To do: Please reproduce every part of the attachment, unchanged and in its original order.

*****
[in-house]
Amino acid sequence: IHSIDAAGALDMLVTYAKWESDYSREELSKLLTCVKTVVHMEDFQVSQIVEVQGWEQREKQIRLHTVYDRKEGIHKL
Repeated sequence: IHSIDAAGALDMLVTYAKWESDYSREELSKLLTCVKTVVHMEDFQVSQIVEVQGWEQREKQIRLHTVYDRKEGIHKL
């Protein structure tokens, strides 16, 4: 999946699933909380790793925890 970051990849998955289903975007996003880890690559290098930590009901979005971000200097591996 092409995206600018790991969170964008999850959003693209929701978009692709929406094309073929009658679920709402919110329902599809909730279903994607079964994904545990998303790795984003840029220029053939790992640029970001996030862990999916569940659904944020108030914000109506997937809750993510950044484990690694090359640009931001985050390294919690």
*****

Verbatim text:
[in-house]
Amino acid sequence: IHSIDAAGALDMLVTYAKWESDYSREELSKLLTCVKTVVHMEDFQVSQIVEVQGWEQREKQIRLHTVYDRKEGIHKL
Repeated sequence: IHSIDAAGALDMLVTYAKWESDYSREELSKLLTCVKTVVHMEDFQVSQIVEVQGWEQREKQIRLHTVYDRKEGIHKL
């Protein structure tokens, strides 16, 4: 999946699933909380790793925890 970051990849998955289903975007996003880890690559290098930590009901979005971000200097591996 092409995206600018790991969170964008999850959003693209929701978009692709929406094309073929009658679920709402919110329902599809909730279903994607079964994904545990998303790795984003840029220029053939790992640029970001996030862990999916569940659904944020108030914000109506997937809750993510950044484990690694090359640009931001985050390294919690």